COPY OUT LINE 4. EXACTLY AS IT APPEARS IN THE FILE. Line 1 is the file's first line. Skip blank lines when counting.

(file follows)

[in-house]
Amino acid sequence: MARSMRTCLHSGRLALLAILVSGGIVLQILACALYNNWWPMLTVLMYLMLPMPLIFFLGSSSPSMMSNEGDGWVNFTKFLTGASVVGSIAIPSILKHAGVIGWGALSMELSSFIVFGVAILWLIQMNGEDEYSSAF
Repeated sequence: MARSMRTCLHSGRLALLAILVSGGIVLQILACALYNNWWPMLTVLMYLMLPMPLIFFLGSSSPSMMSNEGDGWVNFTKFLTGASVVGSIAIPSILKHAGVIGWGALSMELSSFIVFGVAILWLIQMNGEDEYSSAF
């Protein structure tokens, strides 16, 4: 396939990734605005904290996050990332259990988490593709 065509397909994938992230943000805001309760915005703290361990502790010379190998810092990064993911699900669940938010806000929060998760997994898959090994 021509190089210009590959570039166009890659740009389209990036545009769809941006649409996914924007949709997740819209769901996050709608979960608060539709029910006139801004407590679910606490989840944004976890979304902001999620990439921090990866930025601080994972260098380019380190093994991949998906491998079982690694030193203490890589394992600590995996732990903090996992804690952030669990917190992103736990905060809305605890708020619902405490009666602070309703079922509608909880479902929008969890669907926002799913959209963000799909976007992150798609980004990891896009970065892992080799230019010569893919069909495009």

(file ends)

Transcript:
């Protein structure tokens, strides 16, 4: 396939990734605005904290996050990332259990988490593709 065509397909994938992230943000805001309760915005703290361990502790010379190998810092990064993911699900669940938010806000929060998760997994898959090994 021509190089210009590959570039166009890659740009389209990036545009769809941006649409996914924007949709997740819209769901996050709608979960608060539709029910006139801004407590679910606490989840944004976890979304902001999620990439921090990866930025601080994972260098380019380190093994991949998906491998079982690694030193203490890589394992600590995996732990903090996992804690952030669990917190992103736990905060809305605890708020619902405490009666602070309703079922509608909880479902929008969890669907926002799913959209963000799909976007992150798609980004990891896009970065892992080799230019010569893919069909495009």